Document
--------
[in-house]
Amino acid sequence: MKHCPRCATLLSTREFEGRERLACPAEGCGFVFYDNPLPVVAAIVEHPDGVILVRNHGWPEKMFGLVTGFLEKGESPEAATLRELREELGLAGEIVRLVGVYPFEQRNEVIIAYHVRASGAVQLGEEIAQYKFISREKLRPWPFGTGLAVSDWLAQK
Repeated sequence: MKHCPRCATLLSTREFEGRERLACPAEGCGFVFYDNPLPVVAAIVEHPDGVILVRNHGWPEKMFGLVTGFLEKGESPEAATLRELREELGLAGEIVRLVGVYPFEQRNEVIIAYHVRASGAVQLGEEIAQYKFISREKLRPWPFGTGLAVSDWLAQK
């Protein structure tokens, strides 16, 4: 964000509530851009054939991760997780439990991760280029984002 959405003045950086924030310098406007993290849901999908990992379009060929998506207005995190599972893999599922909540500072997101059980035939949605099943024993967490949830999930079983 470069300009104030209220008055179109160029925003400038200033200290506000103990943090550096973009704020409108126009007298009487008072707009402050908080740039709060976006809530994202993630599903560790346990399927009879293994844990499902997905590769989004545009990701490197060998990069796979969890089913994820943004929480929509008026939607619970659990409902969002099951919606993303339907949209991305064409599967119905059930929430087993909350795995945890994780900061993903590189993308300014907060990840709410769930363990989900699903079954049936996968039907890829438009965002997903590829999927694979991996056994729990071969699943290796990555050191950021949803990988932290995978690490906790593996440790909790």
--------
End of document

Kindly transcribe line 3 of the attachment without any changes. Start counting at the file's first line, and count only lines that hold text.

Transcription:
Repeated sequence: MKHCPRCATLLSTREFEGRERLACPAEGCGFVFYDNPLPVVAAIVEHPDGVILVRNHGWPEKMFGLVTGFLEKGESPEAATLRELREELGLAGEIVRLVGVYPFEQRNEVIIAYHVRASGAVQLGEEIAQYKFISREKLRPWPFGTGLAVSDWLAQK